Can Roger Federer's Wish Be Granted on the Roland Garros Clay?
If one had asked any tennis commentator or fan for the name of the men's French Open champion at the start of last week—or indeed at any time in the past year—one would have been hard pushed to find any name but Rafael Nadal uttered in complete confidence.
Yet the 15th Masters Series win and 58th title overall for Roger Federer in last week's Madrid final against Nadal—in straight sets and little over an hour—has been met with surprise and jubilation in equal measure across the tennis world, somewhat shaking the predictions for the next Grand Slam.
Next Sunday in Paris, the French Open begins—and Federer's victory in Madrid has given at least a little hope that Nadal's fifth successive win on Philippe Chatrier court is not a done deal.
Hyperbole aside, Federer's chances may not be as great as some would like to believe.
The same optimistic rumours circulated two years ago when Federer snapped Nadal's 81-clay match winning streak by beating him triumphantly in the Hamburg Masters Series Final (the event which preceded the French Open and has now been replaced by Madrid).
As has been the case for four consecutive years, Nadal pushed all fears aside with a four-set win over Federer in the Championship final.
At least Federer can draw from the fact that he stopped yet another Nadal clay-court streak with this latest tussle, marginally improved his head-to-head record and ranking points difference against Nadal, and, once again, stopped Nadal's hopes of winning all three clay-court Masters events in one season.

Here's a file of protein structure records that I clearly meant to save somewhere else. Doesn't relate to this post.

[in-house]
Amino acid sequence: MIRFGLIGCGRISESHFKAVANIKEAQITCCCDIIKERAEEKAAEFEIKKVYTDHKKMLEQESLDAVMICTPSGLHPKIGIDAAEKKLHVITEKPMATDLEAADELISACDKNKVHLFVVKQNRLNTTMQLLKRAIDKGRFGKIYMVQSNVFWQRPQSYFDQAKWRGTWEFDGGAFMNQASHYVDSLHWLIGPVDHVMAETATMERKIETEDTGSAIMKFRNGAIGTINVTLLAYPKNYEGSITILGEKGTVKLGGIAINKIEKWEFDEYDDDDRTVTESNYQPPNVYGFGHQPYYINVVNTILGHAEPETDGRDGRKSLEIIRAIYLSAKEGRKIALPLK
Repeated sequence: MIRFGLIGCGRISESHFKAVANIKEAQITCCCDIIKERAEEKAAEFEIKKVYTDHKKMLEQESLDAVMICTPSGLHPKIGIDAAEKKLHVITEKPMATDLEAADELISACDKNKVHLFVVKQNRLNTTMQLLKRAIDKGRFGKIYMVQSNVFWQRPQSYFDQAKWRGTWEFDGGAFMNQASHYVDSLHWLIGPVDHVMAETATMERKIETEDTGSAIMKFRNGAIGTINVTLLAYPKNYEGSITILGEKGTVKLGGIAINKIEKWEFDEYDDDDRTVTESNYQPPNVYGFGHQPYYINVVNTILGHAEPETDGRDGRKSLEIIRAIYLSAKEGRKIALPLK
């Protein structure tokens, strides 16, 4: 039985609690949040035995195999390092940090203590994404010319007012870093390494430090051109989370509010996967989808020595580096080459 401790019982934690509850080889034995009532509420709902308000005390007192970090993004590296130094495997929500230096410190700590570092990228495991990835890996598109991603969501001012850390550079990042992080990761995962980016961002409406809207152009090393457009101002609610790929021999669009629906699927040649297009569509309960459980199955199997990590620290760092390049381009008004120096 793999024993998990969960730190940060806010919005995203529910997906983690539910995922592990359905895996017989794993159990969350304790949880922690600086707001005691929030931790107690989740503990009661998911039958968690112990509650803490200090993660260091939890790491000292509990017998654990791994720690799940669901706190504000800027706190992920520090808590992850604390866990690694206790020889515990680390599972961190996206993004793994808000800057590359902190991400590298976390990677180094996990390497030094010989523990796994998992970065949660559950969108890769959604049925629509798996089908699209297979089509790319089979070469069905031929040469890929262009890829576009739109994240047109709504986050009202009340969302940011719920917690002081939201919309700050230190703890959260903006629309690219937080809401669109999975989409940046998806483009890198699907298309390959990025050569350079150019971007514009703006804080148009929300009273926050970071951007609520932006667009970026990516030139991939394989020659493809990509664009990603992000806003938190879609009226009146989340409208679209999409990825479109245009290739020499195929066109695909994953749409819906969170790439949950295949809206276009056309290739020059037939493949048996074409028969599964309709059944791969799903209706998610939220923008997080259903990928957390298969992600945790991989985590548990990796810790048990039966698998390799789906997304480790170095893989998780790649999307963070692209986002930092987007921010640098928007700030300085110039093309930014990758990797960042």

Federer has no doubt gained some confidence in his game and, most crucially, in his mind, which will with all hope release some of the previous months' tensions and fears in time for Paris. Mental fitness plays arguably the biggest role in tennis—especially in matchups with Nadal—so perhaps this clay-court victory will strengthen Federer's soul.
"I'm sorry that I spoiled the party," Federer said to the Madrid crowd during his prizewinner's speech. Yet will there be an even bigger party to spoil—and a gargantuan shock to uncover—in the coming weeks?
Could this really be the year in which Federer completes the career Grand Slam?
Of course, Nadal has other plans. Tellingly, in his last press conference, he boldly stated: "Roger earned this victory, but I wasn't 100 percent. This tournament has no meaning for Roland Garros."
This latest victory may have done wonders for Federer's confidence; but on the other hand, as the tennis world heads for his majestic palace, has it really damaged Nadal's? Only time will tell.
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